The Cuban baseball team will go for gold once again, having beaten the United States 10-2 to reach the Olympic championship game.
Alexei Bell hit a three-run homer in the eighth to put the punctuation mark on the defending champions' 10-2 victory over the Americans on Friday night that put the Cubans in the title game again. He raised his hand to signal No. 1 while rounding the bases, then Ariel Pestano added his own three-run shot three batters later to seal it.
Cuba (7-1) will play unbeaten South Korea (8-0) on Saturday, while the U.S. will face Japan for bronze in the first game of the day. South Korea rallied to beat the Japanese 6-2 in Friday's first semifinal.
Alfredo Despaigne hit his second homer against the Americans this tournament and Frederich Cepeda also connected. Anything less than gold will be considered a failure for the Cubans, who have won three of the previous four Olympic tournaments since baseball became a medal sport in 1992.
Former dictator Fidel Castro's son, Antonio, is even taking part in this memorable run _ as team doctor. After the final out, the Cubans celebrated mildly on the mound after another methodical win.
Cuba finished runner-up to the U.S. in 2000 at the Sydney Olympics before winning again four years later in Athens. Winning gold in China might mean even more to the tiny Caribbean country, considering that baseball will come off the Olympic program for the 2012 London Games and might not be back.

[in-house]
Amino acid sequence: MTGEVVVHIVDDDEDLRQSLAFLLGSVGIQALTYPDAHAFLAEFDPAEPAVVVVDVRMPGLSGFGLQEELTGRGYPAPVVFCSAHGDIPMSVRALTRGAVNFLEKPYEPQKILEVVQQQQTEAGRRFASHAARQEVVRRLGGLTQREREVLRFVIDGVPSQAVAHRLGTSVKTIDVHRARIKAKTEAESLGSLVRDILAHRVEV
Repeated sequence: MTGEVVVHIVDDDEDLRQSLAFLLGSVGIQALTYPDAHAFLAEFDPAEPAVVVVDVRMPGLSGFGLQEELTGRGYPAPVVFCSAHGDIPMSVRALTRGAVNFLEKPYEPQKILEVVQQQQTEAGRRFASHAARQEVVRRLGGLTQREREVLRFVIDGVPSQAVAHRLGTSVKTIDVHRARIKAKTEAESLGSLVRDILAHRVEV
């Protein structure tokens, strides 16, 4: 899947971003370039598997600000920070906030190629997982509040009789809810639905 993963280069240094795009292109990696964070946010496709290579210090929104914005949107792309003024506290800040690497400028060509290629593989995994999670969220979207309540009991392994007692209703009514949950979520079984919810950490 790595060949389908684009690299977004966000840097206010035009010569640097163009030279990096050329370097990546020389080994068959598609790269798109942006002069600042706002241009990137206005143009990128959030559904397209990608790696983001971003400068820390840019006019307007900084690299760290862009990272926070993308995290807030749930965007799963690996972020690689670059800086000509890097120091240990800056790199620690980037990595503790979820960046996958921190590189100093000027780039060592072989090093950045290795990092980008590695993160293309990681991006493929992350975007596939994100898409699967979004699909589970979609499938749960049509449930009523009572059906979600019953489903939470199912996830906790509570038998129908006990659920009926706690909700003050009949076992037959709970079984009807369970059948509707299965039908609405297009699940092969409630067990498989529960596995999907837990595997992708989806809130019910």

Cuba also received a big boost from Hector Olivera, who earned the start at first base in place of Alexander Malleta. Cuban manager Antonio Pacheco benched Malleta after he said he was playing with a hurt wrist and blamed the injury for his struggles.
Olivera, making only his second appearance of the tournament, put Cuba ahead 2-0 in the third. He hit an RBI triple and then scored after second baseman Brian Barden took the cutoff and threw wildly past third for an error. The Americans' defensive miscues hurt them in their two previous Olympic losses.
Cuba starter Norge Luis Vera pitched six strong innings, allowing only one earned run and two hits. Imposing reliever Pedro Lazo followed and was nearly as impressive in three scoreless innings, earning a save.
Matt Brown had a sacrifice fly in the fourth and the Americans (5-3) scored an unearned run in the fifth. Second baseman Yuliesky Gourriel backpedaled to try to make a play on Lou Marson's shallow fly ball and Bell, the right fielder, had also charged in on it and the ball dropped between them.
Other than that, Cuba was spot on.
This was an anticipated rematch of Cuba's 5-4, 11-inning victory on Aug. 15 in which Jayson Nix of the U.S. fouled a ball off his left eye and needed microsurgery to repair the wound. He hasn't played since.
Afterward, U.S. manager Davey Johnson accused Lazo of purposely throwing at Nix's head, yet Lazo and the Cubans vehemently denied it and Johnson later softened his stance.
This time, Bell got the first hit off U.S. starter Stephen Strasburg with one out in the second, just beating out an infield single with the pitcher covering first. But Bell was thrown out trying to steal second moments later.
Johnson pushed back Strasburg's scheduled Wednesday start against Japan in the finale of the preliminary round so the hard-throwing right-hander could go in a more important game.
The 6-foot-4, 220-pound Strasburg, the probable No. 1 pick in next year's Major League Baseball draft, dazzled in his Olympic debut but wasn't nearly as sharp and faced trouble in three of his four innings. In his previous outing, he carried a no-hit bid into the seventh inning and struck out 11 in the Americans' 7-0, rain-shortened victory over the Netherlands on Aug. 14.
Cuba was on a roll, too, coming off a 17-1 rout of China on Wednesday in which the Cubans pounded 20 hits.
Wukesong Stadium was nearly full except for a few open seats in the outfield bleachers. Cuba's fans emphatically chanted of "Let's go Cuba!" over and over in Chinese, standing to clap and wave their flag. They even had their share of supporters from China.